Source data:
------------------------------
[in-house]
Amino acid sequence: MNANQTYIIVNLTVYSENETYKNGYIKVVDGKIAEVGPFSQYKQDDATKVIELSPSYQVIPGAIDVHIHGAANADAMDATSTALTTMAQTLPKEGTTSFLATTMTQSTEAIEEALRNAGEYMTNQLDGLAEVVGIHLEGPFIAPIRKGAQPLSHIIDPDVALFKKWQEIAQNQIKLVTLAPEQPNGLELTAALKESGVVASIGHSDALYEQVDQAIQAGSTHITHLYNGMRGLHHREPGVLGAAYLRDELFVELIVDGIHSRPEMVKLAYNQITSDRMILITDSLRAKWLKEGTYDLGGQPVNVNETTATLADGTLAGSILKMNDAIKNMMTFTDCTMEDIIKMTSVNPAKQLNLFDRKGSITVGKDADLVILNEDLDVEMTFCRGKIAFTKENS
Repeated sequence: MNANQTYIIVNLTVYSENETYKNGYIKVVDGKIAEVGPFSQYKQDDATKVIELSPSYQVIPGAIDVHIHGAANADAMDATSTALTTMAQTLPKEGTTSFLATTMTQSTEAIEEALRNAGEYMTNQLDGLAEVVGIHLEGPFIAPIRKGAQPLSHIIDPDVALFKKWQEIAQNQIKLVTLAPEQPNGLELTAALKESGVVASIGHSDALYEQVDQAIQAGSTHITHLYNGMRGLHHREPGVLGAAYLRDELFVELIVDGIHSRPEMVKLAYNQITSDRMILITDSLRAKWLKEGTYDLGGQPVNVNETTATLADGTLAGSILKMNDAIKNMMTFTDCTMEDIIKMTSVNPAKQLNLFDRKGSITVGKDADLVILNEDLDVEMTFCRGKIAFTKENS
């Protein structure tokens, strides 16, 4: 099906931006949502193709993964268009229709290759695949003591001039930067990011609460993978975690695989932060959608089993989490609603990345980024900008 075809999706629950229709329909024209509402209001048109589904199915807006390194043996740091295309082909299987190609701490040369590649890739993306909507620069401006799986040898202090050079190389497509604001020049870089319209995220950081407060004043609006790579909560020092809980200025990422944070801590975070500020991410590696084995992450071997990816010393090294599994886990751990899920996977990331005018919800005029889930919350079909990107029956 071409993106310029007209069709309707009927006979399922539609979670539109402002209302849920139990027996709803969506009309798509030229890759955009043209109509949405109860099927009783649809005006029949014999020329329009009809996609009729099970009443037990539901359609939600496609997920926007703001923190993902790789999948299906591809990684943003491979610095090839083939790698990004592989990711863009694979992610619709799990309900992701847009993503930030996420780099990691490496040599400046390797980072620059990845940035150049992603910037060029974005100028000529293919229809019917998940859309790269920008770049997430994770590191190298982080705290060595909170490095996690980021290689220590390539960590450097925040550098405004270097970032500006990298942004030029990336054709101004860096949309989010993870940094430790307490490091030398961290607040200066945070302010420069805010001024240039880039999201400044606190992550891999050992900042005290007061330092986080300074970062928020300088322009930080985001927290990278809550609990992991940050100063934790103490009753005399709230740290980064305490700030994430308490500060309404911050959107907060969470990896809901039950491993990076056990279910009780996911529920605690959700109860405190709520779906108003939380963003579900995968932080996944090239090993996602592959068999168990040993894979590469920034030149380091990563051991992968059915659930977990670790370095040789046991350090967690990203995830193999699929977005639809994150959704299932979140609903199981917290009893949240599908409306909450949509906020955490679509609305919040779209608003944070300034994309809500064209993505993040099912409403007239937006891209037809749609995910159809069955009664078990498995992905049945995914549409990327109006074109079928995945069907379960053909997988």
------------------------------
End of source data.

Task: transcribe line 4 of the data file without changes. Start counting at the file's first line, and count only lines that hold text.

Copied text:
């Protein structure tokens, strides 16, 4: 099906931006949502193709993964268009229709290759695949003591001039930067990011609460993978975690695989932060959608089993989490609603990345980024900008 075809999706629950229709329909024209509402209001048109589904199915807006390194043996740091295309082909299987190609701490040369590649890739993306909507620069401006799986040898202090050079190389497509604001020049870089319209995220950081407060004043609006790579909560020092809980200025990422944070801590975070500020991410590696084995992450071997990816010393090294599994886990751990899920996977990331005018919800005029889930919350079909990107029956 071409993106310029007209069709309707009927006979399922539609979670539109402002209302849920139990027996709803969506009309798509030229890759955009043209109509949405109860099927009783649809005006029949014999020329329009009809996609009729099970009443037990539901359609939600496609997920926007703001923190993902790789999948299906591809990684943003491979610095090839083939790698990004592989990711863009694979992610619709799990309900992701847009993503930030996420780099990691490496040599400046390797980072620059990845940035150049992603910037060029974005100028000529293919229809019917998940859309790269920008770049997430994770590191190298982080705290060595909170490095996690980021290689220590390539960590450097925040550098405004270097970032500006990298942004030029990336054709101004860096949309989010993870940094430790307490490091030398961290607040200066945070302010420069805010001024240039880039999201400044606190992550891999050992900042005290007061330092986080300074970062928020300088322009930080985001927290990278809550609990992991940050100063934790103490009753005399709230740290980064305490700030994430308490500060309404911050959107907060969470990896809901039950491993990076056990279910009780996911529920605690959700109860405190709520779906108003939380963003579900995968932080996944090239090993996602592959068999168990040993894979590469920034030149380091990563051991992968059915659930977990670790370095040789046991350090967690990203995830193999699929977005639809994150959704299932979140609903199981917290009893949240599908409306909450949509906020955490679509609305919040779209608003944070300034994309809500064209993505993040099912409403007239937006891209037809749609995910159809069955009664078990498995992905049945995914549409990327109006074109079928995945069907379960053909997988």